At almost 4000 meters above sea level on the Peruvian Andes, it’s definitely impressive to find a beautifully restored British vessel. It’s Yavari, and for many years she has served on Lake Titicaca, the highest navigable body of water in the world.
Originally built to be a gunboat, Yavari has then been transformed into a cargo and finally into a cruise vessel for navigation on Lake Titicaca, the largest in South America with 170×60 Kms and the highest navigable one in the world at 3830 mt a.s.l.
Her built was commissioned by the Peruvian government in 1861 to James Watt Foundry of Birmingham, which contracted the construction to Thames Ironworks and Shipbuilding of Blackwall.
The contract was clear: the two vessels (Yavari and her sistership Yapura, later turned into a floating hospital) had to be delivered in separate parts. Each crate has to weigh 120 Kg maximum, so in the end 2766 were needed. It took 6 years for shipping and assembly, so Yavari was launched in 1870.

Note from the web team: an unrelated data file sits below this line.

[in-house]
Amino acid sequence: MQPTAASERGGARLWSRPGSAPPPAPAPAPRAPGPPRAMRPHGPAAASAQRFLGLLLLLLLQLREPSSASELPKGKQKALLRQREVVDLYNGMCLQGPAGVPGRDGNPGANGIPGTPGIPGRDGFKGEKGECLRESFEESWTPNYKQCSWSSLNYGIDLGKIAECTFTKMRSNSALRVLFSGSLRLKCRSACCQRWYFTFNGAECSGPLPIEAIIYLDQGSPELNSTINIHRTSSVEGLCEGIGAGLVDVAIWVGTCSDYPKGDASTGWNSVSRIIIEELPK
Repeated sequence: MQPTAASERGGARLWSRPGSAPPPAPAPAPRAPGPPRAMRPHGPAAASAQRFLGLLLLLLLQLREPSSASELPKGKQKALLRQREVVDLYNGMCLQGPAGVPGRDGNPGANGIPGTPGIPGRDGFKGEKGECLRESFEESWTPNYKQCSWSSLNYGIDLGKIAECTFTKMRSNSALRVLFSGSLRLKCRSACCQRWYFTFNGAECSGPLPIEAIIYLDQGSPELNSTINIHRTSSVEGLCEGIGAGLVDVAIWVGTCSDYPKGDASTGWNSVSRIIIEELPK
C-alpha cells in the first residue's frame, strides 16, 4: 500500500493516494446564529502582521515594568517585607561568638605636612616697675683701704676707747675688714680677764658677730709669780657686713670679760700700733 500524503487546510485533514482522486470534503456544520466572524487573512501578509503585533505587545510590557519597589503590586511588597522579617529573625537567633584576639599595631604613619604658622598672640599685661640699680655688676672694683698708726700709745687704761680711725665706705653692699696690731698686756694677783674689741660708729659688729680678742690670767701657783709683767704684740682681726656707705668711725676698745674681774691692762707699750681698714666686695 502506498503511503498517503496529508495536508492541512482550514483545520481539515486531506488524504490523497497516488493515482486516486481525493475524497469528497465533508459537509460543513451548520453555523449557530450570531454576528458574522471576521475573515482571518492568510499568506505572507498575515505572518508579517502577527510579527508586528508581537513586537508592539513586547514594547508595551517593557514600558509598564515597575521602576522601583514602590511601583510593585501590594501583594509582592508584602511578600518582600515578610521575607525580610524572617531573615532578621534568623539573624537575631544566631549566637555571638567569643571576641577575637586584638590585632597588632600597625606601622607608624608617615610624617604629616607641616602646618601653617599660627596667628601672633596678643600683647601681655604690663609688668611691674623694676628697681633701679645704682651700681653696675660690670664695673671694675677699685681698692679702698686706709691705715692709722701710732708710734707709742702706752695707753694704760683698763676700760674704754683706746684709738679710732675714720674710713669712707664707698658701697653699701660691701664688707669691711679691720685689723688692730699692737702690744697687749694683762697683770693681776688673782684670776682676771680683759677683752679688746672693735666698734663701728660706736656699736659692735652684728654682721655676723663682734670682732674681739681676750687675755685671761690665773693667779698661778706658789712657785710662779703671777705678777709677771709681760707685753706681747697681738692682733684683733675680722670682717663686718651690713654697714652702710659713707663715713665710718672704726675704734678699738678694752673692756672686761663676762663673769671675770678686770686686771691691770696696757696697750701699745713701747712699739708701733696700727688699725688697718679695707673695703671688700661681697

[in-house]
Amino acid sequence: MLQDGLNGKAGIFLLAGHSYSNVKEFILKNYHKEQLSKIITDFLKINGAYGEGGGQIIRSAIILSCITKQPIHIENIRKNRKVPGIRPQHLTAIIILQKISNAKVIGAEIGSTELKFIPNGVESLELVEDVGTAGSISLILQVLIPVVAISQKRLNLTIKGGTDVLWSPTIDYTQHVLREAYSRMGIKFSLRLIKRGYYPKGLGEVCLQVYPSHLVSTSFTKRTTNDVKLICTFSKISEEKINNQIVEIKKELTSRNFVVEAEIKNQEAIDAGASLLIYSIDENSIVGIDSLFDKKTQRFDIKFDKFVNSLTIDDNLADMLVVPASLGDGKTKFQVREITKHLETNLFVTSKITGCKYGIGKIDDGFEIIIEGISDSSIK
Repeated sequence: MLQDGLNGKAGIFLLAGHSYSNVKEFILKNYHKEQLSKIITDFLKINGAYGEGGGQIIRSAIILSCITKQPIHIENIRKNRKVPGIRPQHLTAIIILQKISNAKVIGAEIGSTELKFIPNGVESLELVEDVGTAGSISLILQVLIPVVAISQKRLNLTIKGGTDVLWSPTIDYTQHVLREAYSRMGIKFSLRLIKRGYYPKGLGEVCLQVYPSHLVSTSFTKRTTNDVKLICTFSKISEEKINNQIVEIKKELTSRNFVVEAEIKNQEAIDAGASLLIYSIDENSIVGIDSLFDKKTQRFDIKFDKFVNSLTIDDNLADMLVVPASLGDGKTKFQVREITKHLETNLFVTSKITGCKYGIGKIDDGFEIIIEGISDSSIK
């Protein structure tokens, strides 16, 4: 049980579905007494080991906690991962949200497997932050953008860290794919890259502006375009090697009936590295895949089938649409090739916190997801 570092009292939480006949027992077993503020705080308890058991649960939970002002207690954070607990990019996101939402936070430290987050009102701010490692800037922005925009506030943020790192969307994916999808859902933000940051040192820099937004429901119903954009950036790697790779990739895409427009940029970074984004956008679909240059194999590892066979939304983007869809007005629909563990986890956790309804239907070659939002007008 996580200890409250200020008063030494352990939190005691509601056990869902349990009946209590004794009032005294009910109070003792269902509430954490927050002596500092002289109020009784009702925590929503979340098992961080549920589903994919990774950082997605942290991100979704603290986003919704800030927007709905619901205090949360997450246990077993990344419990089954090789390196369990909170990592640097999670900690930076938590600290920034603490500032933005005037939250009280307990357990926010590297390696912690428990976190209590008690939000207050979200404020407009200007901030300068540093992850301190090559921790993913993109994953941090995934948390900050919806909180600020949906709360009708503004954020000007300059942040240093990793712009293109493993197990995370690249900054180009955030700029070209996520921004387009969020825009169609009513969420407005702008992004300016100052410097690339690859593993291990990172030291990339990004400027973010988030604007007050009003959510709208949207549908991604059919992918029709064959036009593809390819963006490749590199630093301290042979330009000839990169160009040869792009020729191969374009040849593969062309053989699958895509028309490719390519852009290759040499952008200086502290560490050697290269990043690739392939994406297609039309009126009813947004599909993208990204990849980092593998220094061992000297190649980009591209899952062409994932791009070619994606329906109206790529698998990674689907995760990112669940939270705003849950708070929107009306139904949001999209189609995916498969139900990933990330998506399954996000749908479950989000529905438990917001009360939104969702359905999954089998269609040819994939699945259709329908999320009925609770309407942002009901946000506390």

The boat measures 38.5 by 5.20, with a draft of around 3 meters. The first engine developed 60HP and was designed to be fueled by charcoal, but actually it used to work with lama droppings. In 1914 it was replaced with a diesel 4 cylinder unit, built in Sweden by Bolinder.
After many years of service, the vessel was abandoned on the shores of Puno bay, until 1982 when an English lady, Meriel Larken, bought her for restoration. In 1999 Yavari went back to navigation, but not for long: although perfectly working, it was converted into a floating museum. And that’s her nowadays, in our pictures.
Some hundred meters far, on the ground, it’s possible to admire the 52-meter Coya. Built in the same era by the scottish yard William Danny’s & Brothers of Dumbarton, it serviced from 1895 together with Yavari, but went on working until 1986. Today, her original black and green hull has been badly painted in white, and the main deck is a restaurant. Still, some parts as the engine room and the captain’s cabin are well preserved.